Going To An RV Trade Show Was An Adventure More Fun Than An Auto Show


I’ve been spending the past couple of days out in Elkhart, Indiana, mingling with RV makers, dealers, and suppliers in a massive trade show. I have so many stories to tell you over the coming days, but as I’m about to head home, I want to reflect on just how fun this whole thing was. Playing with RVs for a couple of days has been even more fun than going to an auto show.

I had no idea what to expect when I started driving towards the RV Open House. Now 55 years old, the Open House is a show meant for dealerships. At the Open House, the nation’s largest RV manufacturers all roll out their best campers for dealerships to explore and play with. And the big guys aren’t alone, as they’re joined by small and independent companies also trotting out their best. The goal? Get those dealers to buy those campers so they can sell them to people like you and me.

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Until now, I’ve only been to shows that eventually become open to the public like the Chicago Auto Show or the North American International Auto Show in Detroit. And of course, this year I went to the humongous and amazing EAA AirVenture Oshkosh fly-in.

But I haven’t been to an RV show. So this is new. I left home with a gameplan to work it like an auto show, visiting each brand, collecting information and pictures along the way.

One huge difference between this RV show and a car show is scale. At Detroit, I found under 200 cars, and many of them were the same car, but in different colors. When I took the pictures for Jason’s article on the average car face, I was able to knock that out less than a workday, exploring a single floor of a convention center.

It’s a similar deal in Chicago, America’s largest auto show. You can knock it out in less than a day and not miss anything. But this show? It was something very different.

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Elkhart RV Dealer Show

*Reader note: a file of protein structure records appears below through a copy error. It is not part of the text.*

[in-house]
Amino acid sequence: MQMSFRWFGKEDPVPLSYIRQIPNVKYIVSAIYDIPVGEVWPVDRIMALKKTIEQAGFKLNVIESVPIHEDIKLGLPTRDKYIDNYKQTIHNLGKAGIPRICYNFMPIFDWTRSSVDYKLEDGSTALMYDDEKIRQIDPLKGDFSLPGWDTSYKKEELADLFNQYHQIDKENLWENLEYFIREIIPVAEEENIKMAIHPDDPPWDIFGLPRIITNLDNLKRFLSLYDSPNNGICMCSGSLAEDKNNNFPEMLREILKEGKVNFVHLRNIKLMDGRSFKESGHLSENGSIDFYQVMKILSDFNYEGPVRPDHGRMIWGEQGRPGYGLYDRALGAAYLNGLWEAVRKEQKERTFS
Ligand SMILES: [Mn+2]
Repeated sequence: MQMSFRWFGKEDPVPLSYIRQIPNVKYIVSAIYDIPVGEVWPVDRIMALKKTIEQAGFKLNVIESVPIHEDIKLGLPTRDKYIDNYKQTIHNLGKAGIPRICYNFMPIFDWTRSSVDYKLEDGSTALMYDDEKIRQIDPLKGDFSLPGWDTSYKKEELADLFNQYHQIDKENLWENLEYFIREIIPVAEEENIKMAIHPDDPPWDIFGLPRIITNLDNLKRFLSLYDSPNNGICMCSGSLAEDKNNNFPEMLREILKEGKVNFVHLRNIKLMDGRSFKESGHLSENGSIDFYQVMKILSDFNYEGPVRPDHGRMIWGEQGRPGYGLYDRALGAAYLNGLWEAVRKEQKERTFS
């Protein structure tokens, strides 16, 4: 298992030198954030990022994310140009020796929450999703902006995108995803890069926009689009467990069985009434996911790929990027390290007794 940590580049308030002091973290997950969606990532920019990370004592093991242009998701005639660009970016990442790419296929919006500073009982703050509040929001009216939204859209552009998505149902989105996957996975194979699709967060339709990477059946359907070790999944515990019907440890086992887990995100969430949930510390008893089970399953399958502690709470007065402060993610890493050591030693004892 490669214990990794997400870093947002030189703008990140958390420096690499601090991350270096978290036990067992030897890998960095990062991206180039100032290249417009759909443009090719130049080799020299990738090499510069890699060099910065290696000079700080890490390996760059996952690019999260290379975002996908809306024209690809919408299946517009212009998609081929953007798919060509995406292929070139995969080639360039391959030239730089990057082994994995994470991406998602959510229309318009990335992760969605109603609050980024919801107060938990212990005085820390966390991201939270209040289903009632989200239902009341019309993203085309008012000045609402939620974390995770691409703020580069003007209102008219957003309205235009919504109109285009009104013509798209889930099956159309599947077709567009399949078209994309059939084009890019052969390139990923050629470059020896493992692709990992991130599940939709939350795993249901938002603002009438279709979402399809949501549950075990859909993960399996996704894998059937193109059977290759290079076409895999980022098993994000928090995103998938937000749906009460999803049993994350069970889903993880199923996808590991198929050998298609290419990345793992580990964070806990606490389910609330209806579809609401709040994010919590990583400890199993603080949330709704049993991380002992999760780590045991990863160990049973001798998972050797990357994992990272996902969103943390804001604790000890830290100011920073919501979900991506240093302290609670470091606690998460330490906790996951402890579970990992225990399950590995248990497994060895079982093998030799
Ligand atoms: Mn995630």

The RV Open house is known to pull in some 500 or more camping units. And they aren’t all in one place, but scattered all over Elkhart. Thor Industries and Forest River are the two largest conglomerates at the show. Some complications with the latter meant that I was not able to get a credential.

However, I did get into Thor Industries’ display, and quickly learned that my gameplan was going to take far longer than expected.

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Thor has a huge number of brands under its umbrella from Airstream to Jayco and Dutchmen. It took me over an hour just to make it a good distance from Thor’s entrance.

I spent Monday and some of Tuesday in Thor’s goliath display, but I also made sure to do a full sweep of the small brands and independents, as well as other giant brands like Winnebago.

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At the show, I learned a lot about the current state of the RV industry. I talked with a number of dealerships about falling RV quality, I talked with suppliers about innovations in RVs, and I even found an owner or a few looking for a new rig.

What I learned is that the stories about dealerships complaining about abhorrent RV quality are true. More than one dealership was there not just to find the latest and greatest RVs to sell to you, but what RVs that dealers shouldn’t sell to you because the campers couldn’t even make it down the street from the factory to the trade show without problems.

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This awning was screwed on with chaos, more on that later…

I also learned that a lot of manufacturers are really selling more or less the same thing, but with ever so slight differences in colors, features, and build quality. If I removed the brand names from many trailers, you wouldn’t be able to tell who actually made them.

And that leads into the next thing: innovation. I toured countless campers and coaches from more brand names than I can even remember. I loved every single one of them. But something that I noticed is that most of the campers weren’t rocking the boat with tech or layouts. At its core, a Jayco Jay Flight isn’t much different than a Keystone Passport.

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You might see a camper with a deployable party deck, or one with a slide that runs nearly the whole length of the unit, but nothing that really changes the game. This feeling was echoed by the dealerships and a supplier that I talked with.